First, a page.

Actually, many many people have this opinion. I work in public education and have delt with hundreds of parents with this opinion (many will even come right out and say it) who try to put off the responsibility of parenting on public schools, which are run by the government. They depend on the government in this way to raise their children so they do not have to, and they do not want to. The problem is, they do nothing, aren't involved with their kids, and teach them nothing. These are the same parents who would glady rely on the government to watch over their children's internet activity, and there are lots of 'em. The problem is the government does a terrible job when they get involved in education, protecting children on the internet from harm, etc. look at the No Child Left Behind Act for example, another joke. It is the parents responsibility to monitor their children's internet activity, not the governments. I have three kids, and honestly it is not much of a problem keeping them safe from the internet. So yes, it is much about parenting...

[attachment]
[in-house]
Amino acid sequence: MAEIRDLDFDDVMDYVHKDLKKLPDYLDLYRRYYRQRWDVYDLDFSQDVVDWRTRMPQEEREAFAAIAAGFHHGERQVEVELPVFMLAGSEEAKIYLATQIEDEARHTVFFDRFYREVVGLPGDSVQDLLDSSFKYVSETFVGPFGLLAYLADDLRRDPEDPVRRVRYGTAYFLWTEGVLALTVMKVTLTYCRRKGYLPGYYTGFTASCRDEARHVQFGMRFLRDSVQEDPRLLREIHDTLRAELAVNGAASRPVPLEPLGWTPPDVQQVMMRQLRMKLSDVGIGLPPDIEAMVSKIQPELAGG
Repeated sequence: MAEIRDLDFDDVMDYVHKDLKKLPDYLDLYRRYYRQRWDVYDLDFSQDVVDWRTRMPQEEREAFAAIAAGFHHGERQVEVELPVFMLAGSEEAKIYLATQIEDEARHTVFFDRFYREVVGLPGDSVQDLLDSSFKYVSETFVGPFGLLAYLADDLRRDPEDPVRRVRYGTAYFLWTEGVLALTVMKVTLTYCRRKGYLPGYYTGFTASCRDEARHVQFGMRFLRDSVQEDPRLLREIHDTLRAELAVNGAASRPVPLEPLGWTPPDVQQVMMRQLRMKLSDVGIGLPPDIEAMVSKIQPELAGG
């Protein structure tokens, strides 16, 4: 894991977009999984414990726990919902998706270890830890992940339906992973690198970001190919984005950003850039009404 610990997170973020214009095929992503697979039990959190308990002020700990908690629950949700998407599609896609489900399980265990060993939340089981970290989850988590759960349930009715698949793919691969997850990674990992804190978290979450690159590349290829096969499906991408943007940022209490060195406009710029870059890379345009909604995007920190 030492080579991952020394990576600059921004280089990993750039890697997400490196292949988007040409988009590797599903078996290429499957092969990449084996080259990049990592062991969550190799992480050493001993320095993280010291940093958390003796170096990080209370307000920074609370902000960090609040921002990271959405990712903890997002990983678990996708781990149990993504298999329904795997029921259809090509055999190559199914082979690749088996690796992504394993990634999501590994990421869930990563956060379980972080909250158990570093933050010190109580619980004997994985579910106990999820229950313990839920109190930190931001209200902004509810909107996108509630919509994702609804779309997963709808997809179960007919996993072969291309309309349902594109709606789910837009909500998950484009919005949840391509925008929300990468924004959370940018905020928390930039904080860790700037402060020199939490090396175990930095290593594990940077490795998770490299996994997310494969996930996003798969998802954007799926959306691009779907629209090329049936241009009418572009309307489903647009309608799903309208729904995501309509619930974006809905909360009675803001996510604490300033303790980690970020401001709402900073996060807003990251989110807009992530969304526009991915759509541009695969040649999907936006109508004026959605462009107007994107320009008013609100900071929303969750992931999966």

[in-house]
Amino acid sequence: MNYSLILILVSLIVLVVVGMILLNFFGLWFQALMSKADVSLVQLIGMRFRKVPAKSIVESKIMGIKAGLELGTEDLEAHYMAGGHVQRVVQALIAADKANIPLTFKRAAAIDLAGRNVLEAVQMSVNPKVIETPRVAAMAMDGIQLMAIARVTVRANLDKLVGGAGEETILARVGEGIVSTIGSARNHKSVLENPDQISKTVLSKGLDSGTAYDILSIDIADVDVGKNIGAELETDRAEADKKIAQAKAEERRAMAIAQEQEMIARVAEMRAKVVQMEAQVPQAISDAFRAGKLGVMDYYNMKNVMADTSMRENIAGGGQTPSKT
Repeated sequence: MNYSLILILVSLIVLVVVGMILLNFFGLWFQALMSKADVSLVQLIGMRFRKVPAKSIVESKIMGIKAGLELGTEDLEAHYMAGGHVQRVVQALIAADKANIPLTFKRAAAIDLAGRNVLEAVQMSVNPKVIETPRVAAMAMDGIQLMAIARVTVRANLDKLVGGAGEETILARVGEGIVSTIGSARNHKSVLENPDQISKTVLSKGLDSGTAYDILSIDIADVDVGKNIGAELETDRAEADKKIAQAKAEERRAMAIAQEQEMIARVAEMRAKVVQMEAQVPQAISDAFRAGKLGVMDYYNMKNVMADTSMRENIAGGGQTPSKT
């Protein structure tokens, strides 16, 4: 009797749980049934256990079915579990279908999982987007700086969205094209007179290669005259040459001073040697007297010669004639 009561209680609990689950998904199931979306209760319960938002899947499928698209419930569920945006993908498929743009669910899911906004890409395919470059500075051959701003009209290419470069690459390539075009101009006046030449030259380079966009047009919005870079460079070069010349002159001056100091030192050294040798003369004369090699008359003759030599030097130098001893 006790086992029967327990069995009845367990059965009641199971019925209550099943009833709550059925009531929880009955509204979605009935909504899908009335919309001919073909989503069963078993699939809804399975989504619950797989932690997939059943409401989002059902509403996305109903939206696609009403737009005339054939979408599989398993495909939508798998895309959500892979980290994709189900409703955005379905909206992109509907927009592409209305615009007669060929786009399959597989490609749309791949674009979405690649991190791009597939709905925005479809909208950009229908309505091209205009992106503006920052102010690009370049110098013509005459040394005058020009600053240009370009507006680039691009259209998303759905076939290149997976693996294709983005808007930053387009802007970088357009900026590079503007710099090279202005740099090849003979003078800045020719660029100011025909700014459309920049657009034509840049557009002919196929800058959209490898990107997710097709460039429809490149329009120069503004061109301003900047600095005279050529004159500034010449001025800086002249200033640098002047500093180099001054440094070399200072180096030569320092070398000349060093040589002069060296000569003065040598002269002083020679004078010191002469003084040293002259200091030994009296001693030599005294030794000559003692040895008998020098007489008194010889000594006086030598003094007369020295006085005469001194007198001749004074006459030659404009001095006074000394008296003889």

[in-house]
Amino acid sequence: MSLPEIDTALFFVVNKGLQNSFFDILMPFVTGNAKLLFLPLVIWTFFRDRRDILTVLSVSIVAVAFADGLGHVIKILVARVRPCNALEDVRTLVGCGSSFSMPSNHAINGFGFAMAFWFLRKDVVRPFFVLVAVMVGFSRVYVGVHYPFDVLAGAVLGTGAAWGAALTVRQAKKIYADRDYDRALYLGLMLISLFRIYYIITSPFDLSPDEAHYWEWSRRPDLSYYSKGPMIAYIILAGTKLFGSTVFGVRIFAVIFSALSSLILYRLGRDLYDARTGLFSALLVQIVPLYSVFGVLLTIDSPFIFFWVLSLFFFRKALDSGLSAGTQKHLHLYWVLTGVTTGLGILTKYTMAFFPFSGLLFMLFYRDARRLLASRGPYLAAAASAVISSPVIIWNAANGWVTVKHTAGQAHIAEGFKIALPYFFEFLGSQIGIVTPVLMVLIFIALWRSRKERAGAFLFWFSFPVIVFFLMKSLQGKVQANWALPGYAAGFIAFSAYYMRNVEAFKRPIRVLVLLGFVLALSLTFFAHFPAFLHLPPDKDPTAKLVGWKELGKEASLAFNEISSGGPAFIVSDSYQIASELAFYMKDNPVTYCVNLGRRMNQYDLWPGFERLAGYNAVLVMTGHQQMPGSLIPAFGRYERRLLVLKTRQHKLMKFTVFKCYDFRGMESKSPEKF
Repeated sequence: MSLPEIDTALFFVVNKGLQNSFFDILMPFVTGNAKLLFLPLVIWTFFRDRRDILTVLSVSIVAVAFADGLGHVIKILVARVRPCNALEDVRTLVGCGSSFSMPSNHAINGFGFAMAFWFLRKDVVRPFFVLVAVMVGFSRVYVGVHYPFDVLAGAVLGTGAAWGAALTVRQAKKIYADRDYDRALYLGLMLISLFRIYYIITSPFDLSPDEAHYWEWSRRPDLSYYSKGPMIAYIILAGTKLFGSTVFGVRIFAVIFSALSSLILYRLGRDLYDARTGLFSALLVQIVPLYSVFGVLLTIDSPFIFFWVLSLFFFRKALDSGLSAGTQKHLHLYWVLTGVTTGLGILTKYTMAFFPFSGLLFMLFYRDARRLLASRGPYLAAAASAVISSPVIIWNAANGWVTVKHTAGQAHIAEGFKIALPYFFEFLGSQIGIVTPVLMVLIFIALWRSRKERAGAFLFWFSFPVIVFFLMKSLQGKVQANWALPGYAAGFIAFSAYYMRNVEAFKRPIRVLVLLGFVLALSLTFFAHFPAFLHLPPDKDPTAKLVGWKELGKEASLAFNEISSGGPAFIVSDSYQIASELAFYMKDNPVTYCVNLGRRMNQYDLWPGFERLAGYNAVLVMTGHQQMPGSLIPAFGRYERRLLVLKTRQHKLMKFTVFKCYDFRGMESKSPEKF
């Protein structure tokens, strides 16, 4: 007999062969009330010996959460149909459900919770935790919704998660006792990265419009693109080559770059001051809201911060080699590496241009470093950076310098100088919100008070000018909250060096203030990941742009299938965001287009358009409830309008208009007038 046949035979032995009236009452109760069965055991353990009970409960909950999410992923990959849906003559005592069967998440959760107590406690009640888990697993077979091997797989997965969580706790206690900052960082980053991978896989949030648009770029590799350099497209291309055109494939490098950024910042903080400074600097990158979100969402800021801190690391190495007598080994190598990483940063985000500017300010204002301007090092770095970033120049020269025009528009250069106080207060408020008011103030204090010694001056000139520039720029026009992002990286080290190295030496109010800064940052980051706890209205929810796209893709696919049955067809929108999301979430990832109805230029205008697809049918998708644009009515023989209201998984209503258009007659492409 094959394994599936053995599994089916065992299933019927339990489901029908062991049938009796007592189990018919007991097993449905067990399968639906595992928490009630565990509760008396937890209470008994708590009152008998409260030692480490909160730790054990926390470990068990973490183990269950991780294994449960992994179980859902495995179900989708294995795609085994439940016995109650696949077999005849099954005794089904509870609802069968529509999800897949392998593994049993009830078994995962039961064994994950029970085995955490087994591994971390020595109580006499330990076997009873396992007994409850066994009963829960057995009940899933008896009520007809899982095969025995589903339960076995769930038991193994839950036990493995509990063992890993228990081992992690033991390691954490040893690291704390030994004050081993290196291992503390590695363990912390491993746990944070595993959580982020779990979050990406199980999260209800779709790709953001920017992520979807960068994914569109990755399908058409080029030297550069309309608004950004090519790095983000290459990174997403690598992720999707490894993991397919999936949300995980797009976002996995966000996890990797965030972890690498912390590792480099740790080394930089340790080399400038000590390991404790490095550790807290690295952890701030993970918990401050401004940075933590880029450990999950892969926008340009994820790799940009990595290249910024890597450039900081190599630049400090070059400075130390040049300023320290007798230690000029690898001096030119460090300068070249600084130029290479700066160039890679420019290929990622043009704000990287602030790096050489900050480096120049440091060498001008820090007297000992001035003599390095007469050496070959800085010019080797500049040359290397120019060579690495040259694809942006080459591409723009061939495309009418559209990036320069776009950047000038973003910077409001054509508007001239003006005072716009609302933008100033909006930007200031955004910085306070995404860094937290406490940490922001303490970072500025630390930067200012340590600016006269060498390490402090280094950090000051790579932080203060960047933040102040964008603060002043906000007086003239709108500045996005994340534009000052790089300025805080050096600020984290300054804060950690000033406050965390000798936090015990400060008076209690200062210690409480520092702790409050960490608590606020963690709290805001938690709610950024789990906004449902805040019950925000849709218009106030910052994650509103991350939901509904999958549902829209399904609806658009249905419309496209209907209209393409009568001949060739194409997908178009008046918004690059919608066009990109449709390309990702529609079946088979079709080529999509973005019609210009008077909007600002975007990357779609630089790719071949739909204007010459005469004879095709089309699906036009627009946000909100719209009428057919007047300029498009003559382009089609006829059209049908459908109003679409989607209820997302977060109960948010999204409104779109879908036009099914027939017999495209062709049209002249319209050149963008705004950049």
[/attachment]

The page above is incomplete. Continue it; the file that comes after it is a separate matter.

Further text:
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  12.  
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    David Lagesse, Mar 22nd, 2007 @ 7:25pm

    Re: Not their job

    "...that it is the Duty and Responsibility of the PARENT(S) to protect their children..."
    OK so how do you propose to do that trick at school, or the library, or at their friends house?
    Some schools are pushing PORN in the form of "Gay Rights". You as a parent are not to be notified in any way about the "Gay Lessons" let alone allowed to be in the school at the time, or remove your children from the class.

     

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  13.  
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    David Lagesse, Mar 22nd, 2007 @ 7:47pm

    Proof: From GrassTops USA

    By Rabi Don Feder 03-15-07
    "....U.S. District Court Judge Mark L. Wolfe was creating his own obscene art, with a 38-page decision declaring that public schools have not only a right, but a positive duty to indoctrinate children on homosexuality.

    Plaintiff in the case was Lexington, Massachusetts parent David Parker, who objected to his 6-year-old being subjected to the Robert Mapplethorpe perspective on unnatural acts, without his knowledge or consent.